Noted for his mastery of jewelry (having the worlds largest collection of crown jewels-he gave the Queen a complete parure at the birth of each of their six children) of Chinese porcelains, music, architecture and gardening (having designed 5 or the 19 royal residences with their magnificent gardens and art collections) and absolute adoration of chocolate (being the founder and life President of Chocoholics Anonymous -an international society for world peace and the consumption of chocolate with 250,000,000 members), his colorful and eccentric personality, famous wit and good humor are as continual delight to his subjects as his rigor and mastery of public affairs are a sourch of dread to hiis ministers. The Prime Minister and the Council of State accompanied by delegations from the House of Notables and the House of Delegates will recieve Their Majesties, the King and Queen upon their return today to the capital, an event that will be seen by hundreds of thousands present as they return in state to the Winter Palace and by tens of millions worldwide on television.

This happy occasion is, however, but a prelude to that most important and colorful ceremonial event of the political year-the State Opening of the Parliment, which will take place next Tuesday where with all the awesome pomp and circumstance usual for such an important occasion His Majesty will deliver The Speech from the Throne and will command the convocation of the Parliment.

Now, good members, who could possibly be sad about that?? cheers.

Landgrave 09-25-2006 12:32 PM

Not to mention if one is so inclined, one can use the position to promote favorite charities and causes such as child welfare, the arts etc.

Thomas Parkman 09-25-2006 02:04 PM

And if only I could spell. Horrors. It's Parliament stupid (me). You know I read my usual idiotic babbling and am regularly horrorfied. It seems when I get in front of a computer screen I am like the bird before the open mouth of the 11 foot bushmaster. I just misspell and mangle the English language all over the place. Of course if I were royalty this would be considered merely a charming eccentricity, along with my totally illegible handwriting.

Or I could have it a la Charles II, when shown the famous epitaph of Charles II, "here lies our sovereign lord the King, whose word no man relies on. He never said a foolish thing or ever did a wise one." to which CII replied: "My words are my own, my deeds are my ministers." I could then blame all my typos and misspelled words on those idiot ministers of mine. We all know politicians are stupid beyond belief anyway. cheers. Thomas R (aka Thomas Parkman)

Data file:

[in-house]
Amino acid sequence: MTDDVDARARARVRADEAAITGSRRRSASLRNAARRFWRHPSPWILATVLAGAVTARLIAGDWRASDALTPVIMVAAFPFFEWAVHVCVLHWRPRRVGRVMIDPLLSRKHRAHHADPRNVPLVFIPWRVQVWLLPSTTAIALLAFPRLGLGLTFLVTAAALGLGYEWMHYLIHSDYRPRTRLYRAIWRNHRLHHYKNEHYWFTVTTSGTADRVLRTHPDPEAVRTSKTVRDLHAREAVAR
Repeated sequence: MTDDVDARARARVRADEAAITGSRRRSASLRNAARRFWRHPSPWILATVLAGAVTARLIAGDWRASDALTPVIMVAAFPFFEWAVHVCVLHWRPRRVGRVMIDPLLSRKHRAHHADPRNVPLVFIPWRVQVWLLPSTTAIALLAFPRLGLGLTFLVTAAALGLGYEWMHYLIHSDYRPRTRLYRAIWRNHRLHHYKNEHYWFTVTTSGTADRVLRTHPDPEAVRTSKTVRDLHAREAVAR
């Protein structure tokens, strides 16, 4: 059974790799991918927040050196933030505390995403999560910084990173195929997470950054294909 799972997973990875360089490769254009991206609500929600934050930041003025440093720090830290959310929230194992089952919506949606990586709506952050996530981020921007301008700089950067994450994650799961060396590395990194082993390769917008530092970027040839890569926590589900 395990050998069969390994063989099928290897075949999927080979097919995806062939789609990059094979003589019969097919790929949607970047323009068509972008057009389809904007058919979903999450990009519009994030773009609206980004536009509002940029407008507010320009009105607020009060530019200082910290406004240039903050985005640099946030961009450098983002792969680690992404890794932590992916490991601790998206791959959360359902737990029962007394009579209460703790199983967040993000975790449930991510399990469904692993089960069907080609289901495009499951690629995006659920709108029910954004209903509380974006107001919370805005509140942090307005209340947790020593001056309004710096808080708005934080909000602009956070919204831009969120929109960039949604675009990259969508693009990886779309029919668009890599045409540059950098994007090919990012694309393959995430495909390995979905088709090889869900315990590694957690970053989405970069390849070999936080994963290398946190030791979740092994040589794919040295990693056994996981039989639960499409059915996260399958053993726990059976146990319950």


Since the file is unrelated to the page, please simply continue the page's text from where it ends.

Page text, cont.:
Empress 09-25-2006 02:08 PM

Well, if it is sad, then it was their own choice, and they most likely were well informed of the consequences of the decision that they were making.

Further more, I would suggest that no one minimize the importance of love in all of this. Love can and often does over ride any other problem that may arise. If there is true love in a relationship, there is also support, friendship, trust, and a built in support network to help over come difficulties.

So, in my opinion, giving up something to marry the person of your dreams, whom you love is not sad. In the end we all give something up or change something when we marry someone. It is inevitable, we are no longer just one person, but part of a couple, and our actions and decisions affect that other person, royal or not.

princess olga 09-27-2006 10:52 PM

Quote:

Originally Posted by fee
Sad?
Whom are you kidding?
They lead such a sheltered and privileged live, and most of them do not work half as much as their average citizen does.
One word :
NO

Couldn't agree more. These people have their cake, and eat it, too. I wish I'd be paid to be flying across the globe, hobnobbing with the most glamorous and famous and interesting of people, just because of my meaningless <title>, AND get reimbursed AND get paid a sum that even the President of the United States could only dream about!!:bang::bang: These people have it made!!

Sad? If you mean that an inevitable companion of change is always some sort of nostalgia or wistfulness for what was..and for what never will be the same, then, sure. But sadness? Please. Let's not shed crocodile tears over these most privileged of all 6 billion humans walking around the planet today.